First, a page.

The Holocaust can be an overwhelming topic for anyone who studies it, regardless of age. When I went on the March as a student six years ago I had the profound sense of duty to remember and embrace the memory of my family, thirteen of which perished in Majdanek. Going on the March as an alum and being a recent graduate from the University of Florida, in which I pursued a degree in History with a certificate in Holocaust Studies, my mindset was simple: transmitting knowledge to our students.
Throughout the March we have our students attempt to put into words their emotional reactions to places that inflicted horror to millions of people. This year’s group of students possessed a tremendous amount of intellectual integrity and displayed their ability to articulate their feelings in a way I never could at the age of eighteen. I had numerous ‘March Moments,’ which are events that occur throughout the trip and stick with you for life. The Moments I cherish most are the numerous conversations I had with my fellow bus mates discussing their emotions at the time as well as listening to what they planned to do once they got home. The continued dialogue brought me immense joy because our students spoke with passion and poise, solidifying the notion that the next generation is in good hands to combat any and all types of atrocity.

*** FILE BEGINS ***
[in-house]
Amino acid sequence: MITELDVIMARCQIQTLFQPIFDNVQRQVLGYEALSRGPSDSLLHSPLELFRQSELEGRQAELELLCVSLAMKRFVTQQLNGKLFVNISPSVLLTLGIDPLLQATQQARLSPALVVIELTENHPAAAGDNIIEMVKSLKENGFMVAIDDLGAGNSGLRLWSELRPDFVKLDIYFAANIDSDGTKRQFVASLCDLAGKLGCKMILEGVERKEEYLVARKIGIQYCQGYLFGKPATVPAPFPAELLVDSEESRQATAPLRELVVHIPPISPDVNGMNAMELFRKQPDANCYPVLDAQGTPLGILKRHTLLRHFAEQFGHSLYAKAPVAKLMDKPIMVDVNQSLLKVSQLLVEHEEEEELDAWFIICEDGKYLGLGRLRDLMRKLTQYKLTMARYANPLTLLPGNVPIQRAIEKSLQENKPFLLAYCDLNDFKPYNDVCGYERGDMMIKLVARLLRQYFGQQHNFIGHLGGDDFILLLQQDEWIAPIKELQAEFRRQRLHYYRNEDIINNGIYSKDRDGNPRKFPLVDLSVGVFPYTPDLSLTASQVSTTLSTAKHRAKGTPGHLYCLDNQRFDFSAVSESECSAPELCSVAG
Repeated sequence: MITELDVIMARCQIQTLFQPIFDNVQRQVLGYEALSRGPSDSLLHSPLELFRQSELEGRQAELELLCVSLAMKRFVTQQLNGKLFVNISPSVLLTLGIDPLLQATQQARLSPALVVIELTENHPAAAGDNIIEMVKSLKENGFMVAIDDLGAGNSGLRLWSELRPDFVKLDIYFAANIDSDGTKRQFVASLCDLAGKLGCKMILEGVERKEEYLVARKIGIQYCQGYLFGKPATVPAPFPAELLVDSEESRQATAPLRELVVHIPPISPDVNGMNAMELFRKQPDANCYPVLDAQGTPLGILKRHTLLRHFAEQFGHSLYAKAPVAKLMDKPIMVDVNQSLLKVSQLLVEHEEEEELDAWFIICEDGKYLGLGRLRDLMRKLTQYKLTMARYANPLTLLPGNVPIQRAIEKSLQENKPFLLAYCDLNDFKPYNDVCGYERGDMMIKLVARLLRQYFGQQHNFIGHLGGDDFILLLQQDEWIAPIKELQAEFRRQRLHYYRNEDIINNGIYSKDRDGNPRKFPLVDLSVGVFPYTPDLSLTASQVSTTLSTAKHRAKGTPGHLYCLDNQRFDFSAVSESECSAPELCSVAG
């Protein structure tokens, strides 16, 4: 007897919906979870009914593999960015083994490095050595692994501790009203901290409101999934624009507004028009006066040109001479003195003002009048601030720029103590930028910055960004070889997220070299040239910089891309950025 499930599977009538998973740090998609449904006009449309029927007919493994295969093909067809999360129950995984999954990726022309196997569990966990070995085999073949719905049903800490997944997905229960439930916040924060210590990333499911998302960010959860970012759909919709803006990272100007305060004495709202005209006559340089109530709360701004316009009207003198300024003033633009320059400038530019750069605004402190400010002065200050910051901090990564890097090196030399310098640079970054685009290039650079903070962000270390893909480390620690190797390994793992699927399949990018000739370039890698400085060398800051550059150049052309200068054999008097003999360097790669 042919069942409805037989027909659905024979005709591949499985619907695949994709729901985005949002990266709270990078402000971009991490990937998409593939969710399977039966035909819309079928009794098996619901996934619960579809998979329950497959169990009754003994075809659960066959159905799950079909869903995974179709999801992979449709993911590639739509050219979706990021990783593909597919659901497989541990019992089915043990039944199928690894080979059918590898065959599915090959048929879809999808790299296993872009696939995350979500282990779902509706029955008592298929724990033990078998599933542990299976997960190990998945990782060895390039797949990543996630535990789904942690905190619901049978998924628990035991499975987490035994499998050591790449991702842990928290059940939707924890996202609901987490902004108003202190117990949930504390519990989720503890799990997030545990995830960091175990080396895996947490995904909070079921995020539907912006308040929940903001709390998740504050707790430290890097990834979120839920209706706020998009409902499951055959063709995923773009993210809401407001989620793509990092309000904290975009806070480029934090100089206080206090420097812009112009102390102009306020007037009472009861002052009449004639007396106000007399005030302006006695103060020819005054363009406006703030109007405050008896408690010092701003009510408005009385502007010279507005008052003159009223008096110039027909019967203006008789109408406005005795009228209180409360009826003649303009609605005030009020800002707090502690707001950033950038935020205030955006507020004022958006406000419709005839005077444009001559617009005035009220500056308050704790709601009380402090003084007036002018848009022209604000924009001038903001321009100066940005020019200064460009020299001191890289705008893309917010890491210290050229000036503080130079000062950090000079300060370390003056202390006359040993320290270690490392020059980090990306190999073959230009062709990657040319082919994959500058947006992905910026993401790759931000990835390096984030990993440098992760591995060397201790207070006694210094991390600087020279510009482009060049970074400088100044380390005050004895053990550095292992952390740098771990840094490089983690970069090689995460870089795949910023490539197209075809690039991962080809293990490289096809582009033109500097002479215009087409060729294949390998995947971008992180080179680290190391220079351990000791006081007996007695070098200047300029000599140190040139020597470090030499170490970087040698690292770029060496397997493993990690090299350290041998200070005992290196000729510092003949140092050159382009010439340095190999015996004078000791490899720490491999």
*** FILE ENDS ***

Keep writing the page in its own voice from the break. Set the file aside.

As a student I focused on me. As an alum I focused on our students. But I also gave and was given a blessing unlike any I had ever experienced: a deep, compassionate relationship with my bus’s survivor, Vera. Vera had grown up in Vienna and lived on the street Hitler drove down after he had conquered Austria. She and her family escaped to Japanese occupied China, in which they lived in the Shanghai Ghetto throughout the War. Vera is a wonderful woman who I was lucky enough to spend two weeks with, journeying across Poland and Israel. She is a wealth of knowledge and witty to the core. She gave me a new sense of purpose in my pursuit of furthering my Holocaust education. Vera is like the grandmother I never had, and we still keep in touch to this day! I am forever grateful to have met her and have the March of the Living to thank.
The March of the Living as well as my rigorous studying of the Shoah has impacted my life on an everyday basis. I am not the man I am today without the March.
By Ross Nimhauser, March of the Living Southern Region Alumni 2012 and 2018